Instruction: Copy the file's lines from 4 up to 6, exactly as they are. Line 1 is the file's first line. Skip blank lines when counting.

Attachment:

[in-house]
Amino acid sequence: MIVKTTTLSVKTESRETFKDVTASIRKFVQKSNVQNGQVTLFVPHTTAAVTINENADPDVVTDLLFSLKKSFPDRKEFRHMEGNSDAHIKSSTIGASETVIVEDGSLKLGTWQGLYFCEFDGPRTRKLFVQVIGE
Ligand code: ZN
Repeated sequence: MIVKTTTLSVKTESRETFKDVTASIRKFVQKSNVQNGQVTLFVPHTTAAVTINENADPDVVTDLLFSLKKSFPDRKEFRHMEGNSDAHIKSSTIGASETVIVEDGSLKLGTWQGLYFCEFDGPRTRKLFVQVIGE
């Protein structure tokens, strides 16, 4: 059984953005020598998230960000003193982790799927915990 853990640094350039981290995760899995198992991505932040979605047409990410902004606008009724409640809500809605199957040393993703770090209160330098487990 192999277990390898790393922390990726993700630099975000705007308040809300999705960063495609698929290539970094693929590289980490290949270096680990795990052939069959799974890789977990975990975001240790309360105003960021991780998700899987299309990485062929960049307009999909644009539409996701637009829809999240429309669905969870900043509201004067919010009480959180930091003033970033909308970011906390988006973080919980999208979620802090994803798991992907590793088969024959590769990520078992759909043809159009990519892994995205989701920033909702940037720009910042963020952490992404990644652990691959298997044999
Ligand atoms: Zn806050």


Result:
Repeated sequence: MIVKTTTLSVKTESRETFKDVTASIRKFVQKSNVQNGQVTLFVPHTTAAVTINENADPDVVTDLLFSLKKSFPDRKEFRHMEGNSDAHIKSSTIGASETVIVEDGSLKLGTWQGLYFCEFDGPRTRKLFVQVIGE
């Protein structure tokens, strides 16, 4: 059984953005020598998230960000003193982790799927915990 853990640094350039981290995760899995198992991505932040979605047409990410902004606008009724409640809500809605199957040393993703770090209160330098487990 192999277990390898790393922390990726993700630099975000705007308040809300999705960063495609698929290539970094693929590289980490290949270096680990795990052939069959799974890789977990975990975001240790309360105003960021991780998700899987299309990485062929960049307009999909644009539409996701637009829809999240429309669905969870900043509201004067919010009480959180930091003033970033909308970011906390988006973080919980999208979620802090994803798991992907590793088969024959590769990520078992759909043809159009990519892994995205989701920033909702940037720009910042963020952490992404990644652990691959298997044999
Ligand atoms: Zn806050």